Not only will any individual’s biases be averaged out, but collective judgment is generally more accurate than that of a single person- so long as scoring is done without conferring!

Applied reviewer screen

When it comes to interviews, we use a combination of work samples, case studies (candidates are given a larger project to think through) and work simulations/role-playing tasks.

By using data to make decisions, a process like this will enable you to track where your best candidates tend to come from and how various demographics progress through your assessment rounds.

If you notice that candidates from a certain group are dropping off at a certain point, then you’ll be able to see exactly what is causing this. It could be the wording of a question its scoring criteria that's resulting in a disadvantage.

Applied diversity tracking

Does this approach work?

If we look at one of the most famous examples of ‘blinding’ from back in the 70s, researchers managed to double the number of women getting through orchestra auditions by anonymizing the auditioning process.

But what about the modern-day workplace?

Well, a quick glance at the data tells us that organizations tend to see a 3-4x increase in the attraction and selection of ethnic minority candidates using Applied

And we also know that over 60% of people hired through our process would’ve been overlooked via a more traditional one, mostly from underrepresented groups.

This also extends to gender diversity, where we tend to see drastic improvements in representation even in the most male-dominated fields.

Skill-based interviews effect on STEM diversity (chart)

Is software necessary to improve diversity?

The truth is: you don’t need blind hiring software to improve diversity.

However, without ethical and legally ambiguous practices like diversity quotas or positive action, you will need an anonymous process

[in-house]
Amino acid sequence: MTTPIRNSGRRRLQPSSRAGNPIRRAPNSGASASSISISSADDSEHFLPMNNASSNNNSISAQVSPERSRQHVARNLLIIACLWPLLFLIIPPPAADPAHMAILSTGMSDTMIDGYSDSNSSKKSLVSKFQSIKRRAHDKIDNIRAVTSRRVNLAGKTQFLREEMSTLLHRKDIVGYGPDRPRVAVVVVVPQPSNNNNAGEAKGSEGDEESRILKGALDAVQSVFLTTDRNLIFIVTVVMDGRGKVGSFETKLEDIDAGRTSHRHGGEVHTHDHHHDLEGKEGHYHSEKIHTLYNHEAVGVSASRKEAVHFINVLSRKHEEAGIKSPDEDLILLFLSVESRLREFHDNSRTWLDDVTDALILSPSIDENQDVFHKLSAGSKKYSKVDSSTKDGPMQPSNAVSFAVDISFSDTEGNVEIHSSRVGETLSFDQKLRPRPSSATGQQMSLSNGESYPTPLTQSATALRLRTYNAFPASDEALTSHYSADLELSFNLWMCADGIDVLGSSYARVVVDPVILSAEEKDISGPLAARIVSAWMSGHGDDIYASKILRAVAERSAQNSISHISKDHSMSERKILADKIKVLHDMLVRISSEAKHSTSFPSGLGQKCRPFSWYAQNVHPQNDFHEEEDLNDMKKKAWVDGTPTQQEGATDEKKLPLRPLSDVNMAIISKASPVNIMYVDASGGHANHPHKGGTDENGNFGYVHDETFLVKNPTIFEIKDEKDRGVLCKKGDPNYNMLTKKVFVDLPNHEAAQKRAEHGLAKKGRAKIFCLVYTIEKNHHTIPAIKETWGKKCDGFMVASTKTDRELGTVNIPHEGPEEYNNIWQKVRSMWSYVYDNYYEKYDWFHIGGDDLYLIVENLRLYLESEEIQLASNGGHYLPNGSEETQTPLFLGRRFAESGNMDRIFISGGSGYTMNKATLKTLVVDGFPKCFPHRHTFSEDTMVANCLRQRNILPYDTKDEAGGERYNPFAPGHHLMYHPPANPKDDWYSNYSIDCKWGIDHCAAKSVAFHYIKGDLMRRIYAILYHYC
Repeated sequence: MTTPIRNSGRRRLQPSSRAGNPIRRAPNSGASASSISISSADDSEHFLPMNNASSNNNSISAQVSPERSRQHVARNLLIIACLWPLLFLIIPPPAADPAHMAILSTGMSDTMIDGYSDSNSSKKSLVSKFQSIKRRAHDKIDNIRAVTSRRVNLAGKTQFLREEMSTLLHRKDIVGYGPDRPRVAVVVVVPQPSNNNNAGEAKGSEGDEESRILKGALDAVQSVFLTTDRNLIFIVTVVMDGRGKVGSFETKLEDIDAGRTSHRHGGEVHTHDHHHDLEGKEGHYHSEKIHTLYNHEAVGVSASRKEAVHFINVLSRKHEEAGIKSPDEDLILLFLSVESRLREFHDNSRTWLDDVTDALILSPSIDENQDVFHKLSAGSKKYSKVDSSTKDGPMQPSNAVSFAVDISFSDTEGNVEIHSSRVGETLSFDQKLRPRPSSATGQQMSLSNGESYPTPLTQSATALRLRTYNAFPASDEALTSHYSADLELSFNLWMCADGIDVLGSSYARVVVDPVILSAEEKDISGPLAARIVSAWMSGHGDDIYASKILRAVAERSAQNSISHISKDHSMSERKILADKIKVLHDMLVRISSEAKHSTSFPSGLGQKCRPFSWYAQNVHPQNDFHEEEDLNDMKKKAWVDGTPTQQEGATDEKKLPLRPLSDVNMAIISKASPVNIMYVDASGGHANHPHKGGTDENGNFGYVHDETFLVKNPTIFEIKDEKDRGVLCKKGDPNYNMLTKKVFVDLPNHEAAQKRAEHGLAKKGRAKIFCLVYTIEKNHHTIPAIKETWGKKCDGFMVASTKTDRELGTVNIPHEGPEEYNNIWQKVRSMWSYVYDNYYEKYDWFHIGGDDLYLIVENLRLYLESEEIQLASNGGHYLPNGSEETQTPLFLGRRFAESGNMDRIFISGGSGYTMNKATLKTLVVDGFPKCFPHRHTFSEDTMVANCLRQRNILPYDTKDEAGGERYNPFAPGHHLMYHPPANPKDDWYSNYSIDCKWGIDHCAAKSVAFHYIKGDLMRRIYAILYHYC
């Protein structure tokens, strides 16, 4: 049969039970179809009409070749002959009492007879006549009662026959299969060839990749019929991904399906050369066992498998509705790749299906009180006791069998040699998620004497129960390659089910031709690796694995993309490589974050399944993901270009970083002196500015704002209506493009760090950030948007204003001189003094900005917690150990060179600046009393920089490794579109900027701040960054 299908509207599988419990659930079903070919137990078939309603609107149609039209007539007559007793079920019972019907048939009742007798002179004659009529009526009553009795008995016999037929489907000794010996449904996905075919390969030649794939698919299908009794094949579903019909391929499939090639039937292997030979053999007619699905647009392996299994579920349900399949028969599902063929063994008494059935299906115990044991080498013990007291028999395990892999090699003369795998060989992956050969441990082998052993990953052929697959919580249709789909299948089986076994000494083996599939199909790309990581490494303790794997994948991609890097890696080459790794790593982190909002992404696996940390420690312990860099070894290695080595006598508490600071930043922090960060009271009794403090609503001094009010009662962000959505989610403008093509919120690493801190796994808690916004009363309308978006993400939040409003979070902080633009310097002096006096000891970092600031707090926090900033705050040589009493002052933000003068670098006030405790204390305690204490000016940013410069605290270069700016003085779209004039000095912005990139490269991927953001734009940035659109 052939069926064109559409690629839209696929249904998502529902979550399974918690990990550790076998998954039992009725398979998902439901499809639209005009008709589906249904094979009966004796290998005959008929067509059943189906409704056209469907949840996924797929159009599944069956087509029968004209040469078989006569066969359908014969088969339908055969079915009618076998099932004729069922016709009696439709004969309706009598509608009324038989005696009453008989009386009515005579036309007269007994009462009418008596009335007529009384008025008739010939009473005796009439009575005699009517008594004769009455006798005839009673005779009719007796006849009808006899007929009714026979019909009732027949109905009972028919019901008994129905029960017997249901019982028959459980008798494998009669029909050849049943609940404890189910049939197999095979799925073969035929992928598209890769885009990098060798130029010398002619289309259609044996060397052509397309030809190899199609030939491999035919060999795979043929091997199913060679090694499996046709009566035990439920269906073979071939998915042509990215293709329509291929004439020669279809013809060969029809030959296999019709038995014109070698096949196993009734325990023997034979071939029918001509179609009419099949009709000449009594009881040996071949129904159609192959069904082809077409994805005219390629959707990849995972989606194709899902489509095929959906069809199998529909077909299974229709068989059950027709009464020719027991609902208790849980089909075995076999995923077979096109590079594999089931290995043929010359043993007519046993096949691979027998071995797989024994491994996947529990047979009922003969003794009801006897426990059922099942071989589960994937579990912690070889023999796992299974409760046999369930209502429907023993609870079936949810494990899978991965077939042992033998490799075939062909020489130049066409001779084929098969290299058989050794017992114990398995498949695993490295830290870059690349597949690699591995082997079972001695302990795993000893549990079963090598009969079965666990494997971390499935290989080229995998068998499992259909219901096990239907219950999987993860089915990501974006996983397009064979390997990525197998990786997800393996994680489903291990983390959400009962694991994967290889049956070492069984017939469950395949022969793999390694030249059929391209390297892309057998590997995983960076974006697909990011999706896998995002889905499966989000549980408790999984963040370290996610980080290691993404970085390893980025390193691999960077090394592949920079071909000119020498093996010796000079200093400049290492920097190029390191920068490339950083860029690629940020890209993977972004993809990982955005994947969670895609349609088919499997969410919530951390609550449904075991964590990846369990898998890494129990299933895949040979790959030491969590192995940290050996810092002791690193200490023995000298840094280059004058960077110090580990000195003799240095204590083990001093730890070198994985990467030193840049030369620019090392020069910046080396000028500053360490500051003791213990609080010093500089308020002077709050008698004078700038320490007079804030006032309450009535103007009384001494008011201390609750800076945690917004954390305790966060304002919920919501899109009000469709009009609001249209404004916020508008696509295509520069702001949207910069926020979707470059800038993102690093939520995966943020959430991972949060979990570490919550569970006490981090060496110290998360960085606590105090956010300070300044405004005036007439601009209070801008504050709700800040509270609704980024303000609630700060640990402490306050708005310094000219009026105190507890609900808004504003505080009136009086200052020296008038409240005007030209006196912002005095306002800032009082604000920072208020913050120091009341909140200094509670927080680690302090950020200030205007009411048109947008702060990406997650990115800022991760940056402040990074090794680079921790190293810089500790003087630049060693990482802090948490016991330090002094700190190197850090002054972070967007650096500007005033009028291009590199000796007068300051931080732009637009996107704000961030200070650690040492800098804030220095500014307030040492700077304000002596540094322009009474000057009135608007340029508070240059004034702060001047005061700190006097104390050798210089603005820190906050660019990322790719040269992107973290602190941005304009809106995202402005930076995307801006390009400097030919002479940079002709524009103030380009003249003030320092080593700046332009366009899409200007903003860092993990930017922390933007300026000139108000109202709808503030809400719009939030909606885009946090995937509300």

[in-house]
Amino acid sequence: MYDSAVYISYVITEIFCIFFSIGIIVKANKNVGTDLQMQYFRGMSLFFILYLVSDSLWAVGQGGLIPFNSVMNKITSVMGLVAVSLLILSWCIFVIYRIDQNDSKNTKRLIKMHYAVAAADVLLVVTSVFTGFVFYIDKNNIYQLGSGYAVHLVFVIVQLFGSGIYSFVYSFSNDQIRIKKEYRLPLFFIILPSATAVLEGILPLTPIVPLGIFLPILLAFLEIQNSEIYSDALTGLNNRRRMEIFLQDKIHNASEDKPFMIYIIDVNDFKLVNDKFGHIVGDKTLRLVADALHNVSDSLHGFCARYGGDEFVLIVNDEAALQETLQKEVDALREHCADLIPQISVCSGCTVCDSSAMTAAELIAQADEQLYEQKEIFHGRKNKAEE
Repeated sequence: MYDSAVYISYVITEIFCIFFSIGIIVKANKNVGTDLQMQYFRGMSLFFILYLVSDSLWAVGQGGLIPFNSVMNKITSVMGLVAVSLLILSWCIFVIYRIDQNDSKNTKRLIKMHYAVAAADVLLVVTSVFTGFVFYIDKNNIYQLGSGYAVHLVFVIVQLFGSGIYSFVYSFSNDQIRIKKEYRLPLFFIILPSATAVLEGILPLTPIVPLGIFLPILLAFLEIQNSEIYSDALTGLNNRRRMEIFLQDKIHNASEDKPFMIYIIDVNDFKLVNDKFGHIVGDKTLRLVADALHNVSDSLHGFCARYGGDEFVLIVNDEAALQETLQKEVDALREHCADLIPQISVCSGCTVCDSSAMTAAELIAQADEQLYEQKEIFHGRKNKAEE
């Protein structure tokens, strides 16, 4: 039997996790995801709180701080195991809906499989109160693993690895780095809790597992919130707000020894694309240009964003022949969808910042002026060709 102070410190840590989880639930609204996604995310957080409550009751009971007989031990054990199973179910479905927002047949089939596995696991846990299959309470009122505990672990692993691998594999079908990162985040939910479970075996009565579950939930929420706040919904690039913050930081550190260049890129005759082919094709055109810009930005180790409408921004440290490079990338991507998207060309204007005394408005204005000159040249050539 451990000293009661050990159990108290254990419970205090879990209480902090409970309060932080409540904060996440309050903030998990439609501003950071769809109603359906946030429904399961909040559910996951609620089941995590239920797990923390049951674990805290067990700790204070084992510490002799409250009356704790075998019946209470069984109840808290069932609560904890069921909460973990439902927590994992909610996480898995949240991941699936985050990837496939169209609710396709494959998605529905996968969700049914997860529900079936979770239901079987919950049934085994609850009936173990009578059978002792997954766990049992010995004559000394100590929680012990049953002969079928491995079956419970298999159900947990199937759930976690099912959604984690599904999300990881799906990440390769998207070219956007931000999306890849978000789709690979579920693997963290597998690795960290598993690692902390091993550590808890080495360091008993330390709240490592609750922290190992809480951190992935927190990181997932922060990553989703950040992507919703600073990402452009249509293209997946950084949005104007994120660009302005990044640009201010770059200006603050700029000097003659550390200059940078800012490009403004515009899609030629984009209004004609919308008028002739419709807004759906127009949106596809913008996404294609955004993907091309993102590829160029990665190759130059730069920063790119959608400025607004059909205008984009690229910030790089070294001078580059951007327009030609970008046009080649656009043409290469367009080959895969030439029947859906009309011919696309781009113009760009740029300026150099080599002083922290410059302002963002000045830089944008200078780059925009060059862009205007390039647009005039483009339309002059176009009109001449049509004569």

Anonymizing and data-proofing your hiring doesn’t require software. Spending money on blind hiring software will make many parts of the process more efficient and demonstrably fair, but the core practices of our platform can be implemented for free:

  • Remove identifying information from applications
  • Use work samples to test skills
  • Conduct structured interviews
  • Score candidates against set criteria 
  • Have multiple reviewers to mitigate bias

The one feature that will be struggle, however, is tracking diversity metrics.

Although possible using Google Sheets, collecting diversity data and then inputting every score across your hiring process would likely take more time than you have to spend.

Using blind hiring software like Applied, all of this data will be collected automatically to generate reports.

Applied diversity reporting

This also means that every candidate receives personalized, objective feedback based on their skills/performance.

Applied feedback

Key takeaways: blind hiring software

  • Blind hiring software anonymizes applications to reduce bias
  • Research shows that this approach generally leads to improvements in diversity
  • For the best results, consider moving beyond just anonymization, testing skills instead of using CVs
  • Some of the most impactful practices can be implemented without using software, although this will help with automation and diversity tracking/ reporting

Applied is the essential platform for debiased hiring. Purpose-built to make hiring empirical and ethical, our platform uses anonymized applications and skill-based assessments to identify talent that would otherwise have been overlooked.